4.1 Editor's Pick
May 4, 2020

Don’t Tame the Wild Ones.

Don’t tame the wild ones,

the ones who want to grow outside of the preordained box,

branching out fiercely without considering others’ need for them

to fit into small spaces.


The wild ones don’t need to be cut short

and holed up within the boundaries

of a picket white fence,

awaiting the day they grow too old

and wither and wrinkle and brown.


They never dreamed of having walls—

this idea was thrust upon them.

A wild mind, born free, wouldn’t create such partitions.


What kind of sustainable life

is lived within the boundaries of 


colored in modern tones of white and black and grey?


The wild ones were made to feel the wind rustling 

through their blades, their extremities,

as they bend back and forth

to the music of the free bird’s song.


Don’t tame the wild ones

just because they look unkempt.

They weren’t meant to be contained

or pretty

or docile.

So don’t try to cage them, or

own them, or

prune them to your liking.


Embrace their overgrowth,

the mess,

encroaching on the space.

Embrace the budding life

springing from the yard.


Don’t tame the wild ones.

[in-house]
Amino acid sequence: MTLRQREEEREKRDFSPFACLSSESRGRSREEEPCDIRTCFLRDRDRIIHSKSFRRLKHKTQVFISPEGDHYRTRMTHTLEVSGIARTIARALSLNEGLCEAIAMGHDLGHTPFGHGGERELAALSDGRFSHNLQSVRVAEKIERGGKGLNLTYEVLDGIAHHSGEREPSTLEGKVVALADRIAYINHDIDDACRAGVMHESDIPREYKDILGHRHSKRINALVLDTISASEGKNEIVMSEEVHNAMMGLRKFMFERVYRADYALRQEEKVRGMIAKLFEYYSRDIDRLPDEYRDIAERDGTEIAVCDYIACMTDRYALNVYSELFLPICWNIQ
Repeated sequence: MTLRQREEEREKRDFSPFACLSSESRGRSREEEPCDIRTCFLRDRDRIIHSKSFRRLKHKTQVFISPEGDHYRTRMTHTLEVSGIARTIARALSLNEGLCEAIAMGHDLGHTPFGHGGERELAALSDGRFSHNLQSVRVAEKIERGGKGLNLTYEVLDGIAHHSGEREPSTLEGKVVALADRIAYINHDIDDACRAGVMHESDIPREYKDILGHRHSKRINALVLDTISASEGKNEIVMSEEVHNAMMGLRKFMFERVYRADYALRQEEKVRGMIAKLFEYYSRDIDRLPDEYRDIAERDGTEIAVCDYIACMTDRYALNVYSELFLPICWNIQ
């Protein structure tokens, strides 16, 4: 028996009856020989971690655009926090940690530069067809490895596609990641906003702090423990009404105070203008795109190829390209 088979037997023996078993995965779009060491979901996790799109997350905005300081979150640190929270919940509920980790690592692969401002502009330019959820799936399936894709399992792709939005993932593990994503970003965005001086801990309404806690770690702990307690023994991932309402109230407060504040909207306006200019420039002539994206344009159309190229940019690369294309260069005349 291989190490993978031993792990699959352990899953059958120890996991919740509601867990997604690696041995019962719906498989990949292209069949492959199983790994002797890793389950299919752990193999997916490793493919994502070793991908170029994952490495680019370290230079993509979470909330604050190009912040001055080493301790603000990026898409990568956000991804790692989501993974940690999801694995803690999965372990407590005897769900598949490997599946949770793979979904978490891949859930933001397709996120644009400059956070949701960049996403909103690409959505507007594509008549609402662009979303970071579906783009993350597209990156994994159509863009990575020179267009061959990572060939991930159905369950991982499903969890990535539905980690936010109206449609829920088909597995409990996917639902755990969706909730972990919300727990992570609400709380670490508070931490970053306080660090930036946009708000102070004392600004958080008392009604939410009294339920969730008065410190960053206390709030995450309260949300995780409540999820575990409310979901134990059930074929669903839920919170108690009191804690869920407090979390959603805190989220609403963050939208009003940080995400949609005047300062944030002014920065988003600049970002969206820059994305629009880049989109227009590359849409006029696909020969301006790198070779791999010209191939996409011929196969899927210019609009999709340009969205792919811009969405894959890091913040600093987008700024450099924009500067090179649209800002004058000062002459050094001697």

The grass and weeds were

meant to grow unheeded

And native to the soil.


They are signs of a healthy earth,

a smaller water footprint, and

a smaller carbon footprint.


Don’t tame the wild ones

Because we so desperately

need them




The American lawn is an unsustainable tradition we’ve been scrambling to maintain for years and years.

Pruning and planting exotic plants (such as grass) that are are not generally suited to naturally thrive in the environment in which they were planted increases the water footprint, or the need for watering in excess of what the natural environment provides. Exotic plants also increase the need for upkeep.

Leaving a yard natural and unkempt helps to decrease water and carbon footprints as the native plants thrive in their natural climates with little to no upkeep, and we avoid shipping plants from far-off lands.

So this spring, let your lawn fill with natural abundance.

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Michelle Gean  |  Contribution: 47,345

author: Michelle Gean

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Editor: Marisa Zocco